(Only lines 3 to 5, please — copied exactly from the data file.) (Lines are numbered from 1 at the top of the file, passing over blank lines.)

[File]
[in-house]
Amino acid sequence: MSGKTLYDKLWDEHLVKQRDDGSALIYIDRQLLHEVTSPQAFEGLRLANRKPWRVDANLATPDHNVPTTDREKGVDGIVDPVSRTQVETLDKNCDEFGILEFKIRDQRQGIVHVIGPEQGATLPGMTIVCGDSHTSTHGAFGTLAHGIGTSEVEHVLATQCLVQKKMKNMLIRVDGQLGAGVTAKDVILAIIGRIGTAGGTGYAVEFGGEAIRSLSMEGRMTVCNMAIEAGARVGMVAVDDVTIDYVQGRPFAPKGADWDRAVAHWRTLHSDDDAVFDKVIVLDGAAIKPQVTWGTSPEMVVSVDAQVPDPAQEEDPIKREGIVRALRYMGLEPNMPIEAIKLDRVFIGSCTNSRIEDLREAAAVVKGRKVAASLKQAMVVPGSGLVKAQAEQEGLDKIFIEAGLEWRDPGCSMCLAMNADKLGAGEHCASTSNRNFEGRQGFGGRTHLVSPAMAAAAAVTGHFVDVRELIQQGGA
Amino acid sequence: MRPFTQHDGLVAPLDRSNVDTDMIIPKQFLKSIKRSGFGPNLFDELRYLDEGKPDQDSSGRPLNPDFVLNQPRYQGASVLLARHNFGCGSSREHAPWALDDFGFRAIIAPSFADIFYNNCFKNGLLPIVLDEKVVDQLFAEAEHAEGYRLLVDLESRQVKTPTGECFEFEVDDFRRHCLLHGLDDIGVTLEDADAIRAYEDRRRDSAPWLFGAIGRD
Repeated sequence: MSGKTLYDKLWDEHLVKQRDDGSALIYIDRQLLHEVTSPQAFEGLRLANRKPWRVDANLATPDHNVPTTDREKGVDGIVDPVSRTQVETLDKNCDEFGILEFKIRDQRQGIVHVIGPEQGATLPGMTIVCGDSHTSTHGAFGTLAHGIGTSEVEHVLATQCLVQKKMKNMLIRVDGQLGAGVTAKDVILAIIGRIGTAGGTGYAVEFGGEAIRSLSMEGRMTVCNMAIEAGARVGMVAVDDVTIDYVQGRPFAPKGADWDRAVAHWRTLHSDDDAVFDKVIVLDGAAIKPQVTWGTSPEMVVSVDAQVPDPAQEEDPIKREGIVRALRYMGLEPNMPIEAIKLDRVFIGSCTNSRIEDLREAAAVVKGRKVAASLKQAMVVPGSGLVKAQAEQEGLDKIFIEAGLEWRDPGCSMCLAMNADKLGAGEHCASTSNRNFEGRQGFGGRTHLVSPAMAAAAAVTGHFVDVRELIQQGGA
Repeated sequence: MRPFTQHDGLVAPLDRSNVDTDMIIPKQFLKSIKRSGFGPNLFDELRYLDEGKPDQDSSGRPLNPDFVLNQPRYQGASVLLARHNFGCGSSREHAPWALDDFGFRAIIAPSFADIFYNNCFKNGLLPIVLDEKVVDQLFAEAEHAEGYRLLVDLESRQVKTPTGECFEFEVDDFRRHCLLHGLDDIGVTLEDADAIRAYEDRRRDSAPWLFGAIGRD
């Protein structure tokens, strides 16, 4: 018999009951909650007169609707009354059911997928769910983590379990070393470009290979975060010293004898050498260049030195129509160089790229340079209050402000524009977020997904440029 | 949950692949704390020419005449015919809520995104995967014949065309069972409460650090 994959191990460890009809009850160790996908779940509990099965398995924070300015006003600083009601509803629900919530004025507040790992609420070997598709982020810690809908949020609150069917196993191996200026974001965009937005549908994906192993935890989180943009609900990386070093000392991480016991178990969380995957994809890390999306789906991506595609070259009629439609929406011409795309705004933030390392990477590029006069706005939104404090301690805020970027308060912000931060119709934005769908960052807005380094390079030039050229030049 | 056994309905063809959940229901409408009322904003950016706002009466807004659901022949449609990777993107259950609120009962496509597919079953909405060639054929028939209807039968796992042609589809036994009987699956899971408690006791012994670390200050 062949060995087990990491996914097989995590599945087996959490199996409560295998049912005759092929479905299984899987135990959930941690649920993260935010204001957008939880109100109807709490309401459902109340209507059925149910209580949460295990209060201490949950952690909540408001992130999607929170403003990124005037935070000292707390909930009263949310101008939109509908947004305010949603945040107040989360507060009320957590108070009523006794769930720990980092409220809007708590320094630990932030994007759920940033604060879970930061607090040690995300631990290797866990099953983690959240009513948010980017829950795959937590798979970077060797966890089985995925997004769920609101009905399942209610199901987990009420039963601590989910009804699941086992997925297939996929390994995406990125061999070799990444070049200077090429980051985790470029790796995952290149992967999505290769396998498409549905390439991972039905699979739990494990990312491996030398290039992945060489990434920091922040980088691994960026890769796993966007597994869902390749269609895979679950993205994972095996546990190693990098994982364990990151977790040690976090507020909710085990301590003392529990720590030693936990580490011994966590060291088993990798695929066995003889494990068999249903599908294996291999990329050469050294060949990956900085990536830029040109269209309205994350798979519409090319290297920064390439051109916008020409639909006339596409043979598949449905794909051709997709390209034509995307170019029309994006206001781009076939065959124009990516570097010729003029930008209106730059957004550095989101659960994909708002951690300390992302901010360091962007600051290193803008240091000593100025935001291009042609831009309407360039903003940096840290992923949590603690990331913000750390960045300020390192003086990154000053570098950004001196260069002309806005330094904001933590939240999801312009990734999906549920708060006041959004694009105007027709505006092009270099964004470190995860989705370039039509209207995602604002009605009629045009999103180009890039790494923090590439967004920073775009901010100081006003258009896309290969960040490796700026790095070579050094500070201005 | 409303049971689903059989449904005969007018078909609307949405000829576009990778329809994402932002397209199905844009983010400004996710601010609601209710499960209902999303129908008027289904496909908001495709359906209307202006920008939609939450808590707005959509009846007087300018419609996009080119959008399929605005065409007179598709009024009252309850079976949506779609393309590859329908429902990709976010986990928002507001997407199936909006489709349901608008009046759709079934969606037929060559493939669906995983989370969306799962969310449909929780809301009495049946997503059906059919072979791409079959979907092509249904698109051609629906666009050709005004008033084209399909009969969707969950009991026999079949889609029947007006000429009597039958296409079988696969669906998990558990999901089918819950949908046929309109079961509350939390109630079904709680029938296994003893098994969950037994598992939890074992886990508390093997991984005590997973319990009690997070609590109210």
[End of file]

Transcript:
Amino acid sequence: MRPFTQHDGLVAPLDRSNVDTDMIIPKQFLKSIKRSGFGPNLFDELRYLDEGKPDQDSSGRPLNPDFVLNQPRYQGASVLLARHNFGCGSSREHAPWALDDFGFRAIIAPSFADIFYNNCFKNGLLPIVLDEKVVDQLFAEAEHAEGYRLLVDLESRQVKTPTGECFEFEVDDFRRHCLLHGLDDIGVTLEDADAIRAYEDRRRDSAPWLFGAIGRD
Repeated sequence: MSGKTLYDKLWDEHLVKQRDDGSALIYIDRQLLHEVTSPQAFEGLRLANRKPWRVDANLATPDHNVPTTDREKGVDGIVDPVSRTQVETLDKNCDEFGILEFKIRDQRQGIVHVIGPEQGATLPGMTIVCGDSHTSTHGAFGTLAHGIGTSEVEHVLATQCLVQKKMKNMLIRVDGQLGAGVTAKDVILAIIGRIGTAGGTGYAVEFGGEAIRSLSMEGRMTVCNMAIEAGARVGMVAVDDVTIDYVQGRPFAPKGADWDRAVAHWRTLHSDDDAVFDKVIVLDGAAIKPQVTWGTSPEMVVSVDAQVPDPAQEEDPIKREGIVRALRYMGLEPNMPIEAIKLDRVFIGSCTNSRIEDLREAAAVVKGRKVAASLKQAMVVPGSGLVKAQAEQEGLDKIFIEAGLEWRDPGCSMCLAMNADKLGAGEHCASTSNRNFEGRQGFGGRTHLVSPAMAAAAAVTGHFVDVRELIQQGGA
Repeated sequence: MRPFTQHDGLVAPLDRSNVDTDMIIPKQFLKSIKRSGFGPNLFDELRYLDEGKPDQDSSGRPLNPDFVLNQPRYQGASVLLARHNFGCGSSREHAPWALDDFGFRAIIAPSFADIFYNNCFKNGLLPIVLDEKVVDQLFAEAEHAEGYRLLVDLESRQVKTPTGECFEFEVDDFRRHCLLHGLDDIGVTLEDADAIRAYEDRRRDSAPWLFGAIGRD